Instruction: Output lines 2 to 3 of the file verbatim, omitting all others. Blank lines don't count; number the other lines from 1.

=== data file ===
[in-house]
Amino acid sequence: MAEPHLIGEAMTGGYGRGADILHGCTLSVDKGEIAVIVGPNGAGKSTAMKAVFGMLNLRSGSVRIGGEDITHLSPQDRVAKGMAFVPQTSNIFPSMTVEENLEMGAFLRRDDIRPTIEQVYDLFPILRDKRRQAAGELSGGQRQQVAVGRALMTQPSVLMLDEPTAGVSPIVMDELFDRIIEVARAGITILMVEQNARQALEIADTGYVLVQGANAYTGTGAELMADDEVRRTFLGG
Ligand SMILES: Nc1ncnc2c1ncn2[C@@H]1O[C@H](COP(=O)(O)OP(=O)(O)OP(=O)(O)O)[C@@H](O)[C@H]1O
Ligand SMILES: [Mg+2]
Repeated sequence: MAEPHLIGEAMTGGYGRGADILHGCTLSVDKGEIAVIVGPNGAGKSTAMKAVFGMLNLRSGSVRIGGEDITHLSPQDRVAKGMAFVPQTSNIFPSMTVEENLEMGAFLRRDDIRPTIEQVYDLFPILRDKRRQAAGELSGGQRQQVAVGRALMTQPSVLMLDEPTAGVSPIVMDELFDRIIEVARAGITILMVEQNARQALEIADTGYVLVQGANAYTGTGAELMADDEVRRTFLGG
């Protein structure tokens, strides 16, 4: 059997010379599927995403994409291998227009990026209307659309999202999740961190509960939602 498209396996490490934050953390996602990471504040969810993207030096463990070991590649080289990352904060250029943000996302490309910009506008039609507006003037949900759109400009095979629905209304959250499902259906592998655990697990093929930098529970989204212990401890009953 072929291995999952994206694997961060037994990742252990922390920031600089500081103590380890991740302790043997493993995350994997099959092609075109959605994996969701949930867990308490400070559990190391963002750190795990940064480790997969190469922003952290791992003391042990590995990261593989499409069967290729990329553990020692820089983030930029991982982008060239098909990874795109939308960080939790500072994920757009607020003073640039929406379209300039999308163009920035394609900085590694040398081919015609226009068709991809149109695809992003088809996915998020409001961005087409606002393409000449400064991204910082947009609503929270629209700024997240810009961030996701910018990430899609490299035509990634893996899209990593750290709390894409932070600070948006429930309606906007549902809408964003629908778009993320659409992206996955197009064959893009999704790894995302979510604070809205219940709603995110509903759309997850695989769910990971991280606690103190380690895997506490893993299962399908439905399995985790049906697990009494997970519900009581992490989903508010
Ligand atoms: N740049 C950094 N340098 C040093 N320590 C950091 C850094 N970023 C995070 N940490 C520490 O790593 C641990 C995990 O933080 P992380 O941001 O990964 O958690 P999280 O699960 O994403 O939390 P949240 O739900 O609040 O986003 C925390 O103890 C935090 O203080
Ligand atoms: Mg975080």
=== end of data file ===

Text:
Amino acid sequence: MAEPHLIGEAMTGGYGRGADILHGCTLSVDKGEIAVIVGPNGAGKSTAMKAVFGMLNLRSGSVRIGGEDITHLSPQDRVAKGMAFVPQTSNIFPSMTVEENLEMGAFLRRDDIRPTIEQVYDLFPILRDKRRQAAGELSGGQRQQVAVGRALMTQPSVLMLDEPTAGVSPIVMDELFDRIIEVARAGITILMVEQNARQALEIADTGYVLVQGANAYTGTGAELMADDEVRRTFLGG
Ligand SMILES: Nc1ncnc2c1ncn2[C@@H]1O[C@H](COP(=O)(O)OP(=O)(O)OP(=O)(O)O)[C@@H](O)[C@H]1O